David Remnick, the editor of the New Yorker spoke at the Daniel Pearl Memorial lecture, http://www.international.ucla.edu/burkle/calendar/showevent.asp?eventid=9129, marking ten painful years since the unbearable torture and subsequent death of Daniel Pearl. What moved me was not Mr. Remnick, although he was an excellent and charismatic speaker, was the Israeli Dr. Judea Pearl, the grieving father of Daniel Pearl. I have no relationship with the Pearl family, and yet, as Professor Pearl spoke about his son “Danny” I felt very connected to him. Here was an extremely intelligent man, Judea Pearl, speaking about his disbelief that anyone would want to hurt his precious son. Clearly he knew how dangerous Danny’s job was. Clearly he knew that after 9/11, our world had changed. As an Israeli, he must have also understood terrorism-the randomness of horror. Yet, he said so sweetly, that he just could not imagine that Danny would not return home. I was so moved by what I perceived to be his grief; his agony over trying to understand how this could happen.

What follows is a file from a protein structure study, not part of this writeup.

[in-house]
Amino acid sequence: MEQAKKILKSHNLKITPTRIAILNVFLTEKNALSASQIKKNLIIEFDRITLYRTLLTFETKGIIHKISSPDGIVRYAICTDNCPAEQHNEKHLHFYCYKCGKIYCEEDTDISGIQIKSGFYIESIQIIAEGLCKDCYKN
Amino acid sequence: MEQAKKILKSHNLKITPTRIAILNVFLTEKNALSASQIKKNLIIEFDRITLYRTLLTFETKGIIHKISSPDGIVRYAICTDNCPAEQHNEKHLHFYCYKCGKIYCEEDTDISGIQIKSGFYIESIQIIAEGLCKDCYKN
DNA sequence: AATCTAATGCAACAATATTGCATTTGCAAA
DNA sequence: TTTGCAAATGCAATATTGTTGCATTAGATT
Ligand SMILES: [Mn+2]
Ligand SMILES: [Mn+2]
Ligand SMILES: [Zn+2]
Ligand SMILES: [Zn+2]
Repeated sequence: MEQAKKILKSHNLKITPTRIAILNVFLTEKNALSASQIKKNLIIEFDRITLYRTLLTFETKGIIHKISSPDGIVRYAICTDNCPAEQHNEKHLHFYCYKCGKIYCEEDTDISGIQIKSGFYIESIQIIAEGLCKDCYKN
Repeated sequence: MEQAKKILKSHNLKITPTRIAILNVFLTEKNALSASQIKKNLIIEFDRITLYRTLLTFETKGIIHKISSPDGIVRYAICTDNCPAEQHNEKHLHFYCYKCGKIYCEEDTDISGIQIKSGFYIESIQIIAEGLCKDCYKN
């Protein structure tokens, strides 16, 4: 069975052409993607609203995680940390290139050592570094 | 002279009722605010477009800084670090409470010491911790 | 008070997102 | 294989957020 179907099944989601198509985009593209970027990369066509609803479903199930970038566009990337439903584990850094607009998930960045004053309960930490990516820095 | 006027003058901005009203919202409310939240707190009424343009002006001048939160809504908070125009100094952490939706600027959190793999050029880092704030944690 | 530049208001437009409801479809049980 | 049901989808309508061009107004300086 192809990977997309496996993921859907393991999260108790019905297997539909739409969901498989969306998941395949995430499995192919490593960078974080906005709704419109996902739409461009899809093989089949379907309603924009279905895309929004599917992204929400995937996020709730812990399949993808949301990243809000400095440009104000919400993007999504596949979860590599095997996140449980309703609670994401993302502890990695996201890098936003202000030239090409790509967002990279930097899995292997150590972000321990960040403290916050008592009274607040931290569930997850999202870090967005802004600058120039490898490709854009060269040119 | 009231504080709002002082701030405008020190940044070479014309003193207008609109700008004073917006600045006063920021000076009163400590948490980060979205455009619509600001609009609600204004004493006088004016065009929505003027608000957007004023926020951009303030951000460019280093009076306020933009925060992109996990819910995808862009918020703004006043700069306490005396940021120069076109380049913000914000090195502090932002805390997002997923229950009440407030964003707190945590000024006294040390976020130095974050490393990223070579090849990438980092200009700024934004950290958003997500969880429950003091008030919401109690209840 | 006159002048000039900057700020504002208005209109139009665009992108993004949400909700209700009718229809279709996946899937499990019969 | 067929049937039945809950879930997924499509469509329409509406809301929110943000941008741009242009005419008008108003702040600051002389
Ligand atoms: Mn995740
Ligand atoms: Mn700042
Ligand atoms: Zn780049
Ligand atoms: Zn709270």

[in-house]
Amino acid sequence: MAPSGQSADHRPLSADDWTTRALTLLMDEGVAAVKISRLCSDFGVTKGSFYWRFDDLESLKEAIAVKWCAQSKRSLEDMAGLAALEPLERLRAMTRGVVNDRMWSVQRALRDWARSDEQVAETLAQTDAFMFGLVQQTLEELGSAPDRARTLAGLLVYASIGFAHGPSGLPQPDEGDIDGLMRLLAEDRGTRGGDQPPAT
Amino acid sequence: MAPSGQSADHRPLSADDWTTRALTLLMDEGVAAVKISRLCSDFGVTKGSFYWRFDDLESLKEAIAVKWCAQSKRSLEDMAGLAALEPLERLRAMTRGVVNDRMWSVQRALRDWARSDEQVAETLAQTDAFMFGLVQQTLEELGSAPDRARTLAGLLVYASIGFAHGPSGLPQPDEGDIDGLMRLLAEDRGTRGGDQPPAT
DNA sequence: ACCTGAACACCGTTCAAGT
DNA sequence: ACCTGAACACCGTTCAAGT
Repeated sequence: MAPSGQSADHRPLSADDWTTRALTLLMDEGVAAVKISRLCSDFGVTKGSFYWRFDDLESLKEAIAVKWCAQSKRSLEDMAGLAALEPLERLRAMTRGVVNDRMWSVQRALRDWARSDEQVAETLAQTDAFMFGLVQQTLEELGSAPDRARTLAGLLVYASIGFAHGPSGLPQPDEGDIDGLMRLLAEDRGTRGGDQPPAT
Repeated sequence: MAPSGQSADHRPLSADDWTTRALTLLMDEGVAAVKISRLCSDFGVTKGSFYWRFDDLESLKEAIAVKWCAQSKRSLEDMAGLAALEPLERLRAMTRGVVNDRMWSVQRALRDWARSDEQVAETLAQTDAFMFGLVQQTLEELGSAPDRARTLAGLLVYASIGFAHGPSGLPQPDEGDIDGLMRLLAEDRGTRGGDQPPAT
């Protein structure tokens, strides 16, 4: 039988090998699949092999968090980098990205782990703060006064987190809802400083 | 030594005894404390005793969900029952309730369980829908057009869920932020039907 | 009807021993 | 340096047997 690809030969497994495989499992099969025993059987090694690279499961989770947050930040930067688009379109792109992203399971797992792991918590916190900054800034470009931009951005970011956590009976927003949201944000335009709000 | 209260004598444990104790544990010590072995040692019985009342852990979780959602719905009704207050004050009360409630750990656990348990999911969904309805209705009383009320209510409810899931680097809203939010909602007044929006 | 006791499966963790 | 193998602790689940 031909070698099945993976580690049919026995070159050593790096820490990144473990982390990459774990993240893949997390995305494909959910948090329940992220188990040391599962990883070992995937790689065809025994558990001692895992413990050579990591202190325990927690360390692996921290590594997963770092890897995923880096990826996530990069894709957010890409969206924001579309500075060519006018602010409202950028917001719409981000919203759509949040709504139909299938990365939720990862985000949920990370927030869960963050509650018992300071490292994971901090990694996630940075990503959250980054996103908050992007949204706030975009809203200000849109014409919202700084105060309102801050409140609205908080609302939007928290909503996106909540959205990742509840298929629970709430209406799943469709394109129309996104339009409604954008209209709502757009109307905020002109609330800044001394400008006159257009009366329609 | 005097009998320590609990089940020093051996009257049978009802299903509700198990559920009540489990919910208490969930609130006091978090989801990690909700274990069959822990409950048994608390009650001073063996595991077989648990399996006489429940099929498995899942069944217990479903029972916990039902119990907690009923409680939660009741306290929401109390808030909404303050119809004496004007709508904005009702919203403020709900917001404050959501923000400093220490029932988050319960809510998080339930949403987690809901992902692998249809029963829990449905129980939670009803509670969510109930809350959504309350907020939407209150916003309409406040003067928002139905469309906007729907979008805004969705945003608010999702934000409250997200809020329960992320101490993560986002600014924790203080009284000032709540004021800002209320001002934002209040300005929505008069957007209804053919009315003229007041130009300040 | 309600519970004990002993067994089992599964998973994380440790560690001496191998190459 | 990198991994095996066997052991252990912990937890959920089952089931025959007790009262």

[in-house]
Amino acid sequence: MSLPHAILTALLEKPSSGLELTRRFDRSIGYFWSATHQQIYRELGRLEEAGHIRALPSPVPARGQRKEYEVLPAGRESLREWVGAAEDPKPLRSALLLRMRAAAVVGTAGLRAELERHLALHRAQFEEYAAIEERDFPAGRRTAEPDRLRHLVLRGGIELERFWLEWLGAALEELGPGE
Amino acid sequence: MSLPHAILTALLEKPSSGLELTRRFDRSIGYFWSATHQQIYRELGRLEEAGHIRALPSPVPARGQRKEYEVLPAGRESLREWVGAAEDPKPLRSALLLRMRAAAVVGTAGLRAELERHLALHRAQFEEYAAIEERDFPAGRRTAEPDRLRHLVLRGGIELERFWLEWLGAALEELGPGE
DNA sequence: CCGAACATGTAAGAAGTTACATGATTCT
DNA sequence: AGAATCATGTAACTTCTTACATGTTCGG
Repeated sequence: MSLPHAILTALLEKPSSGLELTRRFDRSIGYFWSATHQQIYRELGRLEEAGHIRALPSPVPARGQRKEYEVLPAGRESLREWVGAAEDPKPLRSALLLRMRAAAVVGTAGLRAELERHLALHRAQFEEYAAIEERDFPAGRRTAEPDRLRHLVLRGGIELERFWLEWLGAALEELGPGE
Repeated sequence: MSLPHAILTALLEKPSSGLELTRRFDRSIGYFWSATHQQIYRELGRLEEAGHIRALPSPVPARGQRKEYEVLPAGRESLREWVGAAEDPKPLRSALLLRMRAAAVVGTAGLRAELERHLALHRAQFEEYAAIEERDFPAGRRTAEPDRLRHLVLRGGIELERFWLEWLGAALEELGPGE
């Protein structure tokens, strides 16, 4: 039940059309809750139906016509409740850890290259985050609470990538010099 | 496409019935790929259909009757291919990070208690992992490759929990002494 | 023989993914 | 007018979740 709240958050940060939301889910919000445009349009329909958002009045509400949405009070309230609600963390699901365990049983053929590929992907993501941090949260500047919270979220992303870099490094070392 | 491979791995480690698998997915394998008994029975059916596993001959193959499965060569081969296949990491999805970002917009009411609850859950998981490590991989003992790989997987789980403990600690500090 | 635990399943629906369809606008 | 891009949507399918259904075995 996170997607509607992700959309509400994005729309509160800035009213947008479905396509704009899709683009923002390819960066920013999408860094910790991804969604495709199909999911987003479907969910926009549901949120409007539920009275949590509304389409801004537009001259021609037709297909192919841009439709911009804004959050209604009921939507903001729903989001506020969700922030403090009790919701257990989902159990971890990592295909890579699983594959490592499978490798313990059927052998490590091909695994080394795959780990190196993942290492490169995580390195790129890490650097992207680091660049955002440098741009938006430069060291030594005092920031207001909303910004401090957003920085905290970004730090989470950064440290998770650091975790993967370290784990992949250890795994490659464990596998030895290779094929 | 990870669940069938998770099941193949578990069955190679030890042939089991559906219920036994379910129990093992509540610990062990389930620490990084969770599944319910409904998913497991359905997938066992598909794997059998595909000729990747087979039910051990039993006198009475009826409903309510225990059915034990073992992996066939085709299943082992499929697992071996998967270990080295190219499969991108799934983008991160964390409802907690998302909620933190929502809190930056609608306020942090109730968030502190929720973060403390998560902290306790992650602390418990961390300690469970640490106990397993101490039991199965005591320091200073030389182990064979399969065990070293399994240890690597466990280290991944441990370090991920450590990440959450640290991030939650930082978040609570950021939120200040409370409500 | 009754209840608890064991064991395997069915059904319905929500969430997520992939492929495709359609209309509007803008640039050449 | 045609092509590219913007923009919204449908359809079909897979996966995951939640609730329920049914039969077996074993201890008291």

Before the lecture there was a montage, like a celebration, where pictures from Danny’s life were flashed on the screen. There was Danny, the little boy and there was Danny the classical musician. There was Danny’s wedding and there was Danny a little boy again. After that moving introduction to this lecture, it was hard to focus on the following three introductions which ultimately led up to David Remnick’s talk on free speech and the future of journalism. I managed to understand that from Mr. Remnick’s point of view, we live in a good news, bad news environment when it comes to the media. The good news is that the internet has created free speech like we have never had before. The bad news is that no one wants to pay for investigative journalism and so in-depth coverage is likely to be sparse. Yet, my mind kept returning to the Pearl family. There is no good news for them. Sure, his wife was pregnant at the time, and they are the proud grandparents. Sure, the world mourns Daniel’s loss with them, so maybe they don’t feel quite so alone. Still, to be in their presence, even amidst the four hundred other audience members, is to feel the unbearable grief of a parent. Words fail to describe the feeling. At the same time, the series is about how Daniel Pearl believed in the power of words to make the world a better place. Both are true.